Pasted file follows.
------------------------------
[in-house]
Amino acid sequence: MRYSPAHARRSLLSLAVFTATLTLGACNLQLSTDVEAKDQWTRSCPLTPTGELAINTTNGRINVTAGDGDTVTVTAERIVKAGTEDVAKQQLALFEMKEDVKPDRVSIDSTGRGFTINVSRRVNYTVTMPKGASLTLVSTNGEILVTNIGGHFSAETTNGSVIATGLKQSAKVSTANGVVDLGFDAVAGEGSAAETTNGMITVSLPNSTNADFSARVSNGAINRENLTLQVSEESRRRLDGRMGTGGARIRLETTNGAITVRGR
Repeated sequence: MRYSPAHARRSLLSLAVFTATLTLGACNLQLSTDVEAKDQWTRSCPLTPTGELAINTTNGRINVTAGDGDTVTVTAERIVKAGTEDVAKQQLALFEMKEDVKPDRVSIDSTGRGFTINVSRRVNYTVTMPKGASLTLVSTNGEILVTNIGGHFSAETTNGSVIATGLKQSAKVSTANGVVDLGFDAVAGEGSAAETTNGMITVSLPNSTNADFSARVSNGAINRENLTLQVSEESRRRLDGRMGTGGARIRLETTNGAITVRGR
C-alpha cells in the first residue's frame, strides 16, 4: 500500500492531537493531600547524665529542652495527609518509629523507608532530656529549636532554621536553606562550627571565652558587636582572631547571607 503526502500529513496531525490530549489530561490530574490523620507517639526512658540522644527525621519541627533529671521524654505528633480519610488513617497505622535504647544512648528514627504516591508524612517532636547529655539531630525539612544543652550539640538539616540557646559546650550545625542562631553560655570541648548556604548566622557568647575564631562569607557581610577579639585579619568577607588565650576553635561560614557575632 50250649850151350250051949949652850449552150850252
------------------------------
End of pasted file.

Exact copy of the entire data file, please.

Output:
[in-house]
Amino acid sequence: MRYSPAHARRSLLSLAVFTATLTLGACNLQLSTDVEAKDQWTRSCPLTPTGELAINTTNGRINVTAGDGDTVTVTAERIVKAGTEDVAKQQLALFEMKEDVKPDRVSIDSTGRGFTINVSRRVNYTVTMPKGASLTLVSTNGEILVTNIGGHFSAETTNGSVIATGLKQSAKVSTANGVVDLGFDAVAGEGSAAETTNGMITVSLPNSTNADFSARVSNGAINRENLTLQVSEESRRRLDGRMGTGGARIRLETTNGAITVRGR
Repeated sequence: MRYSPAHARRSLLSLAVFTATLTLGACNLQLSTDVEAKDQWTRSCPLTPTGELAINTTNGRINVTAGDGDTVTVTAERIVKAGTEDVAKQQLALFEMKEDVKPDRVSIDSTGRGFTINVSRRVNYTVTMPKGASLTLVSTNGEILVTNIGGHFSAETTNGSVIATGLKQSAKVSTANGVVDLGFDAVAGEGSAAETTNGMITVSLPNSTNADFSARVSNGAINRENLTLQVSEESRRRLDGRMGTGGARIRLETTNGAITVRGR
C-alpha cells in the first residue's frame, strides 16, 4: 500500500492531537493531600547524665529542652495527609518509629523507608532530656529549636532554621536553606562550627571565652558587636582572631547571607 503526502500529513496531525490530549489530561490530574490523620507517639526512658540522644527525621519541627533529671521524654505528633480519610488513617497505622535504647544512648528514627504516591508524612517532636547529655539531630525539612544543652550539640538539616540557646559546650550545625542562631553560655570541648548556604548566622557568647575564631562569607557581610577579639585579619568577607588565650576553635561560614557575632 50250649850151350250051949949652850449552150850252